That being said. before anyone gets mad that someone might not like a band they like... i LOVE gilmour and his guitar work is just amazing. just the songs themselves just don't move me..

P.S. just wanted to add that while i can play other drummers fairly easy at this point and much faster songs easy.. i have a very hard time with Mason. playing slower to me is so much harder than just kicking ass.

I've been listening a lot lately to Pink Floyd. Never got to see them in concert when they were together. Since the tempos are so slow, a lot of what Nick played reminds me of what Nigel Olsson played with Elton John on the ballads.

Obviously Nick's drumming sounded good and appropriate. Also loved the sound of his drums and cymbals. It also sounds incredibly easy to play. I'm in no way suggesting the drummer should throw in stuff where it doesn't belong. But I think wow what a job ... to have played drums for David Gilmour who's vocals and guitar playing were stunning. And the incredible work of Roger Waters, and so on.

In some bands the legendary status of the drummer is that of or surpasses the others like the Who, Led Zeppelin, and so on. Pink Floyd's music didn't call for that from what I can see. In Mason's case it looked like playing simple parts that matched the song and letting the geniuses do their work. Apologies in advance if this sounds stupid on my part.

Any thoughts on Nick Mason's work? I wonder what it was like to be part of that and play the drums behind those musical legends.

And apologies in advance if I'm duplicating anything. I did search the forum for Nick Mason.
 

Hewitt2

Senior Member
He plays drums like a rhythm guitarist - lots of repeating motifs on his fills and a very deliberate approach to playing hats versus ride.

I was just playing along to young lust a few nights ago and was struck by how musical his choices really are. I could shut off the music and hum along to his drum parts they are so ingrained in the chords and changes.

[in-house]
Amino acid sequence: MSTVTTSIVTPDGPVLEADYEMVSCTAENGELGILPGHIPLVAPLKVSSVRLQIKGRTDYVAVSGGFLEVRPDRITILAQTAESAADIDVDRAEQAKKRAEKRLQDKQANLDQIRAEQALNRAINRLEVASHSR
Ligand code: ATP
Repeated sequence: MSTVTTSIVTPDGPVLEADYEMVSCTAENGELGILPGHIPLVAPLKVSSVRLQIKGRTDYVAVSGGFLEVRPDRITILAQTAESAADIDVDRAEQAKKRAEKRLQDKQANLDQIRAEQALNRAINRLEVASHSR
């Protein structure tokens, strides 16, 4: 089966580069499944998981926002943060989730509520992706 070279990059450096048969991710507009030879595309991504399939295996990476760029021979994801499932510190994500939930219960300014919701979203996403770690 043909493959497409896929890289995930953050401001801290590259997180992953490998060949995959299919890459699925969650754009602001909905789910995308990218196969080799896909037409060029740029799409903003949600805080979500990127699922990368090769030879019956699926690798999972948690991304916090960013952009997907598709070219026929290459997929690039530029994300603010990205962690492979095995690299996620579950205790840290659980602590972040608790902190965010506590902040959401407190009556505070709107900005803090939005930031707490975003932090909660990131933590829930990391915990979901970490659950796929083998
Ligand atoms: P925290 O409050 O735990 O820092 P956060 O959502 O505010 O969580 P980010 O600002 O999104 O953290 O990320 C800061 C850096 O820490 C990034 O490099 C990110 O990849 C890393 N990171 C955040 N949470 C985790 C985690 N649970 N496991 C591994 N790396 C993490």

rain dog

Member
nick mason did a great job with the pink floyd style of music. not sure what you would call his style but i respect him as a drummer and am glad he is still around. atom heart mother was one of my favorites.

 

spleeeeen

Platinum Member
Indeed :(

As I play more Floyd songs, my appreciation for Nick Mason grows. I even further simplify Nick's drum parts sometimes. Although it's a rough run through, here's an example where we stripped an already basic structure even further.

https://www.youtube.com/watch?v=JV4mYhVh3N0
Sounds good Andy.

me, there's such an intriguing challenge in doing this & still keeping some sense of journey.
I really like the way you say this; this is a useful thing for me to keep in mind.
 

Ruok

Silver Member
I love Mason's overall sound. The sound of his drums and cymbals are great. Love the ride and hi-hat sounds especially. I also attribute Alan Parsons for the great sounds he got on some PF albums. Not sure how many albums Parsons was involved in with Floyd. But Alan Parsons really is great in getting great drum sounds in most of his work with his own band and on others albums too.